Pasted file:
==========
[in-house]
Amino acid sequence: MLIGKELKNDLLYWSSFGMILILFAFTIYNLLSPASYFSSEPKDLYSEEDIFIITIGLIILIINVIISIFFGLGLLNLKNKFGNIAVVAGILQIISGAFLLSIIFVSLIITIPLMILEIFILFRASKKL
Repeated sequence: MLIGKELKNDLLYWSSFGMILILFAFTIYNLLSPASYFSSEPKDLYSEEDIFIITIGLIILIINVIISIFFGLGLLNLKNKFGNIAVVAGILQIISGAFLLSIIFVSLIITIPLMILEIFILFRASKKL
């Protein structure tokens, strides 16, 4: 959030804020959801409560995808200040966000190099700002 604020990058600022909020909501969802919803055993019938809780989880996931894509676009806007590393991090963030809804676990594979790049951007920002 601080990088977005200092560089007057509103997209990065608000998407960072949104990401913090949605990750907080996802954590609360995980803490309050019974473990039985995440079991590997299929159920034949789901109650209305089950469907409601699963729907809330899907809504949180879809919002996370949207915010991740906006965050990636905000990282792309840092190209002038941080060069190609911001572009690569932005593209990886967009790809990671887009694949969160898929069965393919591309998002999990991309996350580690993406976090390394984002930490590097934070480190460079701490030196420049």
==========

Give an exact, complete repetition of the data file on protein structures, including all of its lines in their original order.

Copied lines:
[in-house]
Amino acid sequence: MLIGKELKNDLLYWSSFGMILILFAFTIYNLLSPASYFSSEPKDLYSEEDIFIITIGLIILIINVIISIFFGLGLLNLKNKFGNIAVVAGILQIISGAFLLSIIFVSLIITIPLMILEIFILFRASKKL
Repeated sequence: MLIGKELKNDLLYWSSFGMILILFAFTIYNLLSPASYFSSEPKDLYSEEDIFIITIGLIILIINVIISIFFGLGLLNLKNKFGNIAVVAGILQIISGAFLLSIIFVSLIITIPLMILEIFILFRASKKL
């Protein structure tokens, strides 16, 4: 959030804020959801409560995808200040966000190099700002 604020990058600022909020909501969802919803055993019938809780989880996931894509676009806007590393991090963030809804676990594979790049951007920002 601080990088977005200092560089007057509103997209990065608000998407960072949104990401913090949605990750907080996802954590609360995980803490309050019974473990039985995440079991590997299929159920034949789901109650209305089950469907409601699963729907809330899907809504949180879809919002996370949207915010991740906006965050990636905000990282792309840092190209002038941080060069190609911001572009690569932005593209990886967009790809990671887009694949969160898929069965393919591309998002999990991309996350580690993406976090390394984002930490590097934070480190460079701490030196420049």